Deutsche Bank's investment bank is doing all the heavy lifting
For a CEO with a retail banking background who hacked off entire business lines from the investment bank when he arrived, Christian Sewing at Deutsche Bank is now looking curiously dependent on precisely the division he set about to shrink.
A chart at the start of today's Deutsche Bank presentation underscores the new lopsided Deutsche Bank reality. Between the first quarter of 2020 and 2021, revenues at Deutsche Bank's investment bank rose by 35%. Over the same period, revenues in the corporate bank were flat and revenues in the private bank were flat. Over the past 12 months, revenues in most divisions were either flat or stable, except for the investment bank where they rose by 38%.
It's almost entirely thanks to the investment bank, then, that Deutsche can boast of strong revenue growth.
It's also thanks to the investment bank that Deutsche can boast of achieving a return on tangible equity in the core bank of nearly 11%, well above its target of 8% for 2022. In Deutsche's corporate and private banks, the return on equity was a miserable 6.3% in the first quarter. In the investment bank it was nearly 19%; in asset management it was higher still at 30%.
While the travails of the private and corporate banks are presented as transitory, Deutsche is convinced its investment bank will maintain its new pumped-up reality. "We continue to expect markets to normalize in the remainder of 2021, but we feel reassured in our view that a substantial portion of our investment bank growth since 2019 is sustainable. We now expect our revenues for 2021 to be very close to 2020 level," said Sewing today.
In other words, Deutsche's restructured investment bank is a new kind of creature. And by implication its strong revenue growth and this quarter's 66% year-on-year increase in profits are partly Sewing's own doing, given that he orchestrated the restructuring.
This might prove easier to argue if other banks weren't doing well. However, Deutsche's results today show that the investment bank is thriving in precisely the areas that rivals are thriving - and in some cases it's thriving a lot less.
The chart below shows the comparisons. Deutsche Bank doesn't do equities sales and trading nowadays, but its fixed income currencies and commodities (FICC) traders outperformed all but Morgan Stanley's in the first quarter. Its equity capital markets (ECM) bankers also outshone the market thanks to SPAC-fuelled year-on-year growth - but only because their first quarter in 2020 was so miserable. Meanwhile, Deutsche's advisory (M&A) and debt capital markets (DCM) bankers both lost share in Q1.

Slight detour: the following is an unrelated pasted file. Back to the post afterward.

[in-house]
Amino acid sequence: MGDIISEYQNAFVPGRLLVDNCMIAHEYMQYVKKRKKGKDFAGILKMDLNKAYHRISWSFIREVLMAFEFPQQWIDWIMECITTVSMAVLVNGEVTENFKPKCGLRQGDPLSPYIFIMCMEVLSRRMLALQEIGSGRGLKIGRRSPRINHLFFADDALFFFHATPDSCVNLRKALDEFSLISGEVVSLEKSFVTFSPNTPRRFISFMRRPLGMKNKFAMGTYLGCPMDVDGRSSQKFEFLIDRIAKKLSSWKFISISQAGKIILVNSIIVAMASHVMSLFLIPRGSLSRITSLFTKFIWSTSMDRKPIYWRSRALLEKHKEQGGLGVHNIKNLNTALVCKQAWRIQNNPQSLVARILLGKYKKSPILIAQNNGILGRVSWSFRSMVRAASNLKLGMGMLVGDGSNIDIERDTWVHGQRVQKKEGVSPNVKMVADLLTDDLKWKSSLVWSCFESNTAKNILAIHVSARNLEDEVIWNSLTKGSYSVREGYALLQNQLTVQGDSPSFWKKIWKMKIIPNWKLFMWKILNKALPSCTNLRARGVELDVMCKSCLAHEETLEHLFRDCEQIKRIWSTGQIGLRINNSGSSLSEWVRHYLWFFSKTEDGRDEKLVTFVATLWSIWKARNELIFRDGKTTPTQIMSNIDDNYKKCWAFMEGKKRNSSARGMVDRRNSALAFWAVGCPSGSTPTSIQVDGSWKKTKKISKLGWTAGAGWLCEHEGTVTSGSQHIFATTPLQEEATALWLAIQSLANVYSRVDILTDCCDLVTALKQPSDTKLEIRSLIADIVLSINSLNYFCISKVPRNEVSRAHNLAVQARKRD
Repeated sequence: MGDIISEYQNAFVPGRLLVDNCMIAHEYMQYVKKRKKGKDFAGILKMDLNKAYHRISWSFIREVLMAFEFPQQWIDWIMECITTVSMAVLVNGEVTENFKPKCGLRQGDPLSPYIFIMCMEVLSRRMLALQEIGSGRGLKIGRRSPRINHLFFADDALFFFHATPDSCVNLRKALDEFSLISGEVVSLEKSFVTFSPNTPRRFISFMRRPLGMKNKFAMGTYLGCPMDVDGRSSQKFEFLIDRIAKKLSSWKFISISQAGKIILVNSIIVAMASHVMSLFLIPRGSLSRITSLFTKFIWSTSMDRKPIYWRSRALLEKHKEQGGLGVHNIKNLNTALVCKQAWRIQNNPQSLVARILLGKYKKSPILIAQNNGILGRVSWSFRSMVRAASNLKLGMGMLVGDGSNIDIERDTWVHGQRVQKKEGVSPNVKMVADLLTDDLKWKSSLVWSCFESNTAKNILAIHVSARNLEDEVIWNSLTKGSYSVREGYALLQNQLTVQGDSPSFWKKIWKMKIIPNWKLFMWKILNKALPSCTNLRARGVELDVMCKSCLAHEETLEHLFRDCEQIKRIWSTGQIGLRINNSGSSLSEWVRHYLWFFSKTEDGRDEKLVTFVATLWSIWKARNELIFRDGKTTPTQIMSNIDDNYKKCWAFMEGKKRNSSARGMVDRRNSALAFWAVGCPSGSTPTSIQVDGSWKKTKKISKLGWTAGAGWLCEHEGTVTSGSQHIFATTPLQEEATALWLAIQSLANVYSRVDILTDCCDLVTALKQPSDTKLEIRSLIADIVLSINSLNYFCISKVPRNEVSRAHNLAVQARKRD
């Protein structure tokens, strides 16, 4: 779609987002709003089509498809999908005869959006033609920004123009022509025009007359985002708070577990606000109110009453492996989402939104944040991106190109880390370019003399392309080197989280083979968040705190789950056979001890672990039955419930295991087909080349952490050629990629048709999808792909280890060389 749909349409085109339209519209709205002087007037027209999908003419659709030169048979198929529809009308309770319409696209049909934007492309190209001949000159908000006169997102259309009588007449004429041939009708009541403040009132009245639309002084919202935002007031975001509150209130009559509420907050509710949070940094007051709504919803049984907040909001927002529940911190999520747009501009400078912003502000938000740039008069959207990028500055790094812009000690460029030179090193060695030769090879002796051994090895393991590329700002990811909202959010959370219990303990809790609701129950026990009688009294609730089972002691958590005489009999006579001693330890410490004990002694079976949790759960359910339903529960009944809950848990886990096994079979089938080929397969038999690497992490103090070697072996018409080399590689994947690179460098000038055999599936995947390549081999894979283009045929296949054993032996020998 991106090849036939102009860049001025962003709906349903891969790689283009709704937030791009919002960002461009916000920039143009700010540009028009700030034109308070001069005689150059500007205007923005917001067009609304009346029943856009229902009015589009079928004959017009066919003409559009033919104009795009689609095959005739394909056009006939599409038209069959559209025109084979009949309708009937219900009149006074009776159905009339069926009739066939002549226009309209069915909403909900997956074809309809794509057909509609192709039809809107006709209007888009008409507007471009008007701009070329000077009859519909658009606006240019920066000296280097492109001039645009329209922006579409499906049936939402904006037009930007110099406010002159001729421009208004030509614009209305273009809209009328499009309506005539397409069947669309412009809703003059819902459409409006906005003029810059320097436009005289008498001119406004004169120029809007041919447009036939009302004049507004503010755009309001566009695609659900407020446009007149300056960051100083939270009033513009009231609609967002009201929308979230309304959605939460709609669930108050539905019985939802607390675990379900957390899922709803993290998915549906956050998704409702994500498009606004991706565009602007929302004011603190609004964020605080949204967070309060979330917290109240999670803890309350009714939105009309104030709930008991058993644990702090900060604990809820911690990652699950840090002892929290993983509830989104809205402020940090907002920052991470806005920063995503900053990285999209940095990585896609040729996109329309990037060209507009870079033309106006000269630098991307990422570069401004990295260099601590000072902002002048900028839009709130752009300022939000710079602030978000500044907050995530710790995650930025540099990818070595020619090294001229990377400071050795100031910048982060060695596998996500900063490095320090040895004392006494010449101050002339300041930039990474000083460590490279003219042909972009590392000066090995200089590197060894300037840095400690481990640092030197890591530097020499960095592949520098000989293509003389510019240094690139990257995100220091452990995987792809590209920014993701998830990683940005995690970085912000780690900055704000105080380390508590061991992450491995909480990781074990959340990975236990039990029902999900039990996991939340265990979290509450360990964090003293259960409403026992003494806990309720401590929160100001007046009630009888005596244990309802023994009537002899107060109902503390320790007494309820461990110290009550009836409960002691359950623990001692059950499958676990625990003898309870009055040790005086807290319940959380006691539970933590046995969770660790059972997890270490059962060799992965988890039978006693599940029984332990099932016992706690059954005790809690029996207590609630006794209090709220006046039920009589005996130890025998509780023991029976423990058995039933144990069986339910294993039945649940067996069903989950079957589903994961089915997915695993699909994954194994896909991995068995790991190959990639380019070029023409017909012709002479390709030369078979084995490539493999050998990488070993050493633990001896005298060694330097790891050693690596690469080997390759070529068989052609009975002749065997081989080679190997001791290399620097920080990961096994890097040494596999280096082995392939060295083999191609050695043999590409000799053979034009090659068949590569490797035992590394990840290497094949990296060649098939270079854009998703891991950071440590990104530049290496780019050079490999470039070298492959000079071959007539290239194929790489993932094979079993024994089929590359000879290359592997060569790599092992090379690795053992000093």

However much Sewing tells himself otherwise, then, Deutsche Bank's performance in the first quarter doesn't look all that special and won't necessarily prove sustainable when current conditions pass (Paul Taubman at PJT Partners yesterday predicted that the SPAC boom will be over soon). It was also mostly down to the one business Deutsche Bank always relied upon - and always tried to get away from when things don't go so well: fixed income trading. Within the investment bank, fixed income trading accounted for 80% of first quarter revenues. Within Deutsche Bank as a whole, fixed income trading was 35% of first quarter revenues. As long as fixed income trading keeps thriving, Sewing can keep sounding smug.
The danger for Deutsche is that it's now very reliant on one particular business area. Reading between the lines, it was credit trading in particular that drove revenues in the first quarter. - Deutsche said today that its rates, FX and emerging markets businesses didn't do so well. Deutsche's credit traders have a long history of driving strong revenues and profits, until things go wrong. Sewing today lauded Deutsche's "leading risk management capabilities;" hopefully he's right - in credit at least, the whole of Deutsche Bank is depending upon them.
Photo by Vance Osterhout on Unsplash
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